Long Lost Indian Moon Probe Found by Earth-Based NASA Radar

India's Chandrayaan-1 Spacecraft: Artist Illustration
An artist's illustration of India's Chandrayaan-1 lunar orbiter, which operated from October 2008 through August 2009. (Image credit: Dan Roam)

Powerful radar beamed from Earth has found a tiny Indian moon probe that last contacted its handlers more than seven years ago.

Scientists used the radar to spot India's 5-foot-wide (1.5 meters) Chandrayaan-1 lunar orbiter, which studied the moon from October 2008 through August 2009.

Despite the potential influence of mountains and other "mass concentrations," which can shift a probe's path, Chandrayaan-1 was more or less where team members expected it to be — in a polar orbit about 125 miles (200 kilometers) above the lunar surface. [The Moon: 10 Surprising Lunar Facts]

This computer-generated image shows the Chandrayaan-1 moon orbiter’s location when it was detected by NASA’s Goldstone Solar System radar on July 2, 2016. The 124-mile (200 kilometers) wide purple circle represents the width of the Goldstone radar beam at lunar distance. The white box in the upper-right corner depicts the strength of the radar echo. (Image credit: NASA/JPL-Caltech)

"It turns out that we needed to shift the location of Chandrayaan-1 by about 180 degrees, or half a cycle from the old orbital estimates from 2009," detection team member Ryan Park, the manager of the Solar System Dynamics group at NASA's Jet Propulsion Laboratory in Pasadena, California, said in a statement. "But otherwise, Chandrayaan-1's orbit still had the shape and alignment that we expected."

The researchers used the 230-foot (70 meters) antenna at NASA's Goldstone Deep Space Communications Complex in California to beam microwaves toward the moon in July 2016. They then studied the radar "echoes" that bounced back to Earth using the 330-foot (100 m) Green Bank Telescope in West Virginia. Some follow-up observations were also made by the 1,000-foot-wide (305 m) radar dish at Arecibo Observatory in Puerto Rico.

Radar imagery acquired of India’s Chandrayaan-1 spacecraft as it flew over the moon's south pole on July 3, 2016. The imagery was acquired using NASA's 230-foot (70 meters) antenna at the Goldstone Deep Space Communications Complex in California. This is one of four detections of Chandrayaan-1 from that day. (Image credit: NASA/JPL-Caltech)

These echoes picked out Chandrayaan-1, India's first moon probe, as well as NASA's Lunar Reconnaissance Orbiter (LRO). Finding LRO was less of a challenge and more of a proof of concept; it's an active spacecraft, so precise location data from the mission's navigators guided the search, detection team members said.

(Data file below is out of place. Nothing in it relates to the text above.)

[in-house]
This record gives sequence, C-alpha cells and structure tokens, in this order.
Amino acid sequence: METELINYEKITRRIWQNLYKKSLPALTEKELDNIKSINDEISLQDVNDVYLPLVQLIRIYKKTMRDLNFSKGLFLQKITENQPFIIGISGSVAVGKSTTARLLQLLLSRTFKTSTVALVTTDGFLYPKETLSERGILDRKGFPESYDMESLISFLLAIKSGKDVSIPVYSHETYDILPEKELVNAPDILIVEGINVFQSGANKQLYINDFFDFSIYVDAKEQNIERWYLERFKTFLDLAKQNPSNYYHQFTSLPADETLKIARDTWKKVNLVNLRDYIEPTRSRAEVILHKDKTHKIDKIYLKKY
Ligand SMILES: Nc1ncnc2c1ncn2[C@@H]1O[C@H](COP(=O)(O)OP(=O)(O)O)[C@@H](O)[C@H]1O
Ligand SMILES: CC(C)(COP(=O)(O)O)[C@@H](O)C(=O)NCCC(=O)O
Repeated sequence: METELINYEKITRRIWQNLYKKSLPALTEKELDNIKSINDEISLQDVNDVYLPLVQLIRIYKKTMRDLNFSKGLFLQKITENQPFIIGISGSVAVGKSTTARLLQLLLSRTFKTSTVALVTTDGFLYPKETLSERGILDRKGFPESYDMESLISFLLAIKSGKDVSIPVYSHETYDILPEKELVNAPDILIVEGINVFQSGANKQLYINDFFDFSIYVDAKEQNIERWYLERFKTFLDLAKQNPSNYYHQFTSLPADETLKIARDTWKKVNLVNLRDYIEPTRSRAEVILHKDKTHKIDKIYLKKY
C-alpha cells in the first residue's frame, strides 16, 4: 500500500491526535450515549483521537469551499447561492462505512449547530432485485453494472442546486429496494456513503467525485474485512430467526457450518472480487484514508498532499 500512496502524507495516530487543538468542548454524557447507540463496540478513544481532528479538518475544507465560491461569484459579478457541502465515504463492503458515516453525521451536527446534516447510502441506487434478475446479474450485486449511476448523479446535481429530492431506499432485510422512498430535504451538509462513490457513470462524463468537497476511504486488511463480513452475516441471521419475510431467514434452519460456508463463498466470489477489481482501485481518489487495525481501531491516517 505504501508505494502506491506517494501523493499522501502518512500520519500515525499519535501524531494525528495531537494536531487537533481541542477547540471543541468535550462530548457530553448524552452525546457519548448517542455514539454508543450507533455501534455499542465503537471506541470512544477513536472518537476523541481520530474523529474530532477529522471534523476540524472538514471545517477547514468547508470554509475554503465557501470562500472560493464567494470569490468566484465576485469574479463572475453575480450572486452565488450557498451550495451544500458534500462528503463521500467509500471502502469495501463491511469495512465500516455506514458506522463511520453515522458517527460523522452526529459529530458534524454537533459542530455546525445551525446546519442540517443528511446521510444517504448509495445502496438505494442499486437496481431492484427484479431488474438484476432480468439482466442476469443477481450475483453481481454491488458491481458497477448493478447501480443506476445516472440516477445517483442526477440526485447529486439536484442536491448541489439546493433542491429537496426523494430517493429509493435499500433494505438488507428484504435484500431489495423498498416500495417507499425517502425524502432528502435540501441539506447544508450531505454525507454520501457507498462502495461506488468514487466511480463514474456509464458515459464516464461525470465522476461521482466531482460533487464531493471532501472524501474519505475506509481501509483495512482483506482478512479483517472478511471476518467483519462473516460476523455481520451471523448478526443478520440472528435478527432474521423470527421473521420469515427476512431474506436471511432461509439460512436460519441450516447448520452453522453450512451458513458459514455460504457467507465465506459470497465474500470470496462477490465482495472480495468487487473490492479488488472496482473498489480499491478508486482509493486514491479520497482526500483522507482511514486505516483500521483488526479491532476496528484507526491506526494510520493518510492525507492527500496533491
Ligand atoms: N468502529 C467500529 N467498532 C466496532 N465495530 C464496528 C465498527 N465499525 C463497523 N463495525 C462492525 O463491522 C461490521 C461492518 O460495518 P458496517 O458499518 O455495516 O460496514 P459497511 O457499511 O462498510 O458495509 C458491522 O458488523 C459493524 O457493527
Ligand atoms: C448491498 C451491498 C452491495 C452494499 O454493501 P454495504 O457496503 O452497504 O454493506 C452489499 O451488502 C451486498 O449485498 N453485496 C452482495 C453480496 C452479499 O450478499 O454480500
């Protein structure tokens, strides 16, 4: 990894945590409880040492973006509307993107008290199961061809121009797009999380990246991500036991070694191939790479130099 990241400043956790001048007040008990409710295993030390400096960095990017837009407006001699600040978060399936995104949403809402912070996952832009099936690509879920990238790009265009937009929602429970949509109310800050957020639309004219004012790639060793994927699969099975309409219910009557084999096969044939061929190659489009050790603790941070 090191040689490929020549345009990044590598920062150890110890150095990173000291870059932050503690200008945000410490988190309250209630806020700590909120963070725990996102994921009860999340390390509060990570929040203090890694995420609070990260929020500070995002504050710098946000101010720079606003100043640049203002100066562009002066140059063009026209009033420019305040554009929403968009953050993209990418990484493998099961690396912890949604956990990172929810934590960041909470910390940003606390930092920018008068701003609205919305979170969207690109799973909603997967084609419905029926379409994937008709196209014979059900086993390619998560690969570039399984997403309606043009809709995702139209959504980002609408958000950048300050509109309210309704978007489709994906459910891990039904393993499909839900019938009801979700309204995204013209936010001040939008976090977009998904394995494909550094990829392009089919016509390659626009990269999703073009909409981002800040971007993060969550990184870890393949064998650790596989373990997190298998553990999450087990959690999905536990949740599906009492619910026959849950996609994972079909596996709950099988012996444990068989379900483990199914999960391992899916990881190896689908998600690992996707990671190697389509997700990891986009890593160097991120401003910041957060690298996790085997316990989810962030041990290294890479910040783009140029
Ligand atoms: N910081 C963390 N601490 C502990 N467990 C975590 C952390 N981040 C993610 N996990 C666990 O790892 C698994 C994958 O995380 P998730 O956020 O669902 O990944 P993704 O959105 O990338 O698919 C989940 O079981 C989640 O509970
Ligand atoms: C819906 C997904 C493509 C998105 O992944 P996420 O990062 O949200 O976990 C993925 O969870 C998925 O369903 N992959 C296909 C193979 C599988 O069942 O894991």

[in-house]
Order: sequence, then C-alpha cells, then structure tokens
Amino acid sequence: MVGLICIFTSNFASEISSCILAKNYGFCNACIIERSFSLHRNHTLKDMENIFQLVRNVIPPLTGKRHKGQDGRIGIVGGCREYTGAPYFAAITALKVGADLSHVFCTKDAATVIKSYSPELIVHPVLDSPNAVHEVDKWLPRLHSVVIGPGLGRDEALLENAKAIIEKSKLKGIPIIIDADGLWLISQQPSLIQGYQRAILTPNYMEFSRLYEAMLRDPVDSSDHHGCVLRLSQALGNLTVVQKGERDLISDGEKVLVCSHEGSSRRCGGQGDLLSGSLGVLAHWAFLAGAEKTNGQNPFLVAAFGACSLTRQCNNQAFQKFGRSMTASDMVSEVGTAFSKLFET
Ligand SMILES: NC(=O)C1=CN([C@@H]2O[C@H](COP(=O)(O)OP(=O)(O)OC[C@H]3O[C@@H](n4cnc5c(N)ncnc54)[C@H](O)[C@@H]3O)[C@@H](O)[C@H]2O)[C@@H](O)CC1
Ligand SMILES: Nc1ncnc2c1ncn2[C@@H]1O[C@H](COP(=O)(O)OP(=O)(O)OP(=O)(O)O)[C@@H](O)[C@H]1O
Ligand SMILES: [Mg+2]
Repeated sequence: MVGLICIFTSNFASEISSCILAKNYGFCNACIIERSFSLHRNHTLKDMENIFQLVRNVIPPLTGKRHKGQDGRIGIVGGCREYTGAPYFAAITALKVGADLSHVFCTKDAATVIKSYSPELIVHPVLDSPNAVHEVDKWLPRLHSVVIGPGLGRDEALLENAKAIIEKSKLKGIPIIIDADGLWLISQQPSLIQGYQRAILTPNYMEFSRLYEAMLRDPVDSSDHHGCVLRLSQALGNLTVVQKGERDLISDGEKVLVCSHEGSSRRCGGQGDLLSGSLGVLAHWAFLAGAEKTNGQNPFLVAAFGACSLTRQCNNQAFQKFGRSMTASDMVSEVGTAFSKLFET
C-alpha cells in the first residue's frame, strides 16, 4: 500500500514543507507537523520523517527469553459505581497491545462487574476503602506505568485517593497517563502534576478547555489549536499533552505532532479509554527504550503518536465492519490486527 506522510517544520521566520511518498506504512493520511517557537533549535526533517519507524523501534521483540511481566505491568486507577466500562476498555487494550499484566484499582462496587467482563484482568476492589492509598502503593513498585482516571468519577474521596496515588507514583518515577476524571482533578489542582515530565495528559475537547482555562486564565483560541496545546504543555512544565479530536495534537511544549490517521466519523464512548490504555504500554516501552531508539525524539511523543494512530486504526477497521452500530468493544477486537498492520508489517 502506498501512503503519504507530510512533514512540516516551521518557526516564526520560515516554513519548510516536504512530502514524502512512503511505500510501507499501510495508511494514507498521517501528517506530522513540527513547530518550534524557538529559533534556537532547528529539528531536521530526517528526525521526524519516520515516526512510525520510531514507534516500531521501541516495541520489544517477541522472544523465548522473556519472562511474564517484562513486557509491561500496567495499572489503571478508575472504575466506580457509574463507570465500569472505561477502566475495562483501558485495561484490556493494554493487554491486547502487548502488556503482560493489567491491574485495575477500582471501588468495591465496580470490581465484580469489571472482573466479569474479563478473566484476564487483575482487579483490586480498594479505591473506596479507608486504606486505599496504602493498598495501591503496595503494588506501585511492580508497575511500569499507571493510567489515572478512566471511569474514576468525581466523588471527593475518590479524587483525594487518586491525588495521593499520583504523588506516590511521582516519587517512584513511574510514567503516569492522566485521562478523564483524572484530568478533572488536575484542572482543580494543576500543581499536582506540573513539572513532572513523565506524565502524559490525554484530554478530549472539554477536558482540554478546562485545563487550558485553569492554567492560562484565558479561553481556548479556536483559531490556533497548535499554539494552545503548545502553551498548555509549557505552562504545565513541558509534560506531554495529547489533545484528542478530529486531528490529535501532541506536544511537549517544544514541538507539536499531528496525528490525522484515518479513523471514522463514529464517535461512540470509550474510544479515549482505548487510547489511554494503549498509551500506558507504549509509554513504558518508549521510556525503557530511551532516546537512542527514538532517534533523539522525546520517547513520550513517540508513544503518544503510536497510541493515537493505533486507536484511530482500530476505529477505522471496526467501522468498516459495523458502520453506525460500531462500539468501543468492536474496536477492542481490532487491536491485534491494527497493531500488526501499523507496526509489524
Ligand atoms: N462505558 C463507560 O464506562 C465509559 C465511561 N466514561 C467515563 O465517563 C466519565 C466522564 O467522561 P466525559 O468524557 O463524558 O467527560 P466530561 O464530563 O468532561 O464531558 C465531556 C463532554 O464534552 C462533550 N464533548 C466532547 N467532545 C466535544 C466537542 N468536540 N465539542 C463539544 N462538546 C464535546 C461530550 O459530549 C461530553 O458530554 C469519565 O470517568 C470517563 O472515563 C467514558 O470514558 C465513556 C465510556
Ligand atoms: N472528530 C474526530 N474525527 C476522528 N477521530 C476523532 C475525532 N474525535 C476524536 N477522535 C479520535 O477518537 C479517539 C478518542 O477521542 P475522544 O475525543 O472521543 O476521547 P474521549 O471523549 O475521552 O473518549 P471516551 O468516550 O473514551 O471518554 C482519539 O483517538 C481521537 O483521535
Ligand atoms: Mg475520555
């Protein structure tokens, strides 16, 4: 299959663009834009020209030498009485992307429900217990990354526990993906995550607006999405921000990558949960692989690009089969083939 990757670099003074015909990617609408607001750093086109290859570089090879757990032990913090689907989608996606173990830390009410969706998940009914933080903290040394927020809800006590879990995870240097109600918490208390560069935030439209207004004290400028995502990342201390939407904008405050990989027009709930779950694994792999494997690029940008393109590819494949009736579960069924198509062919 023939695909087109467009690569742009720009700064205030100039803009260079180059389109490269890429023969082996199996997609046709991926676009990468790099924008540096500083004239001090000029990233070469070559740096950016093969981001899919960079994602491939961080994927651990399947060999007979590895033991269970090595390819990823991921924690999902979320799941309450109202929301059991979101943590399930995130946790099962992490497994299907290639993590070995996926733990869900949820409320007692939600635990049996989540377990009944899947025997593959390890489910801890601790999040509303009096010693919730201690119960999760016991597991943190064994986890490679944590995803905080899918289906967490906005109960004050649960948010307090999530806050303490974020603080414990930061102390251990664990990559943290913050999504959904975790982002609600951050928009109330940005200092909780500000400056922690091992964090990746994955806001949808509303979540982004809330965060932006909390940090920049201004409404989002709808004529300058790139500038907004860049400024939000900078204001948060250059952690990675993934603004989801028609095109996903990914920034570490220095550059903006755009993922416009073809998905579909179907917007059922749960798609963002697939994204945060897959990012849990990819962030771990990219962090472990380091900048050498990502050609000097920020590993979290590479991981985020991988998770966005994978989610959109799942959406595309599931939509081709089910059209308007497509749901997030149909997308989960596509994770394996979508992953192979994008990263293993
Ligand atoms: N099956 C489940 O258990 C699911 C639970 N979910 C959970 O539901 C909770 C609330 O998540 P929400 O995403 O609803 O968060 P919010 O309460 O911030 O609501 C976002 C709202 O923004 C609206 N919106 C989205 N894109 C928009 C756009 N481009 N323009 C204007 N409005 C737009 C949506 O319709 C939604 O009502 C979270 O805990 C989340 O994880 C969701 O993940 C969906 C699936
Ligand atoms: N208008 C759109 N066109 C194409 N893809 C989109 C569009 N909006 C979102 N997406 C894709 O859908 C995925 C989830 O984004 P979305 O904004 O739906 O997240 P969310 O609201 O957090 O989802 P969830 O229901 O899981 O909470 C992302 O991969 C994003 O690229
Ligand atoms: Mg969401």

Astronomers commonly use this "interplanetary radar" technique to detect and characterize asteroids. But employing it to find a lost probe in lunar nd-based radars could possibly play a part in future robotic and human missions to the moon, both for a collisional hazard assessment tool and as a safety mechanism for spacecraft that encounter navigation or communication issues," NASA officials wrote in the same statement.

An artist's illustration of India's Chandrayaan-1 lunar orbiter, which operated from October 2008 through August 2009. (Image credit: Dan Roam)

The $504 million LRO mission launched in June 2009. The probe worked for about a year as a scout, gathering data that may be useful for future crewed journeys to the moon; it shifted to more of a pure-science mode in September 2010.

The Chandrayaan-1 also included an impactor, which was released from the orbiter in November 2008. The impactor's violent arrival on the moon in November 2008 revealed evidence of water ice on the lunar surface.

India aims to launch its second moon mission, Chandrayaan-2, in early 2018. The mission will consist of an orbiter, lander and rover.

NASA's 230-foot (70 meters) antenna at the Goldstone Deep Space Communications Complex in California. (Image credit: NASA/JPL-Caltech)

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Mike Wall
Senior Space Writer

Michael Wall is a Senior Space Writer with Space.com and joined the team in 2010. He primarily covers exoplanets, spaceflight and military space, but has been known to dabble in the space art beat. His book about the search for alien life, "Out There," was published on Nov. 13, 2018. Before becoming a science writer, Michael worked as a herpetologist and wildlife biologist. He has a Ph.D. in evolutionary biology from the University of Sydney, Australia, a bachelor's degree from the University of Arizona, and a graduate certificate in science writing from the University of California, Santa Cruz. To find out what his latest project is, you can follow Michael on Twitter.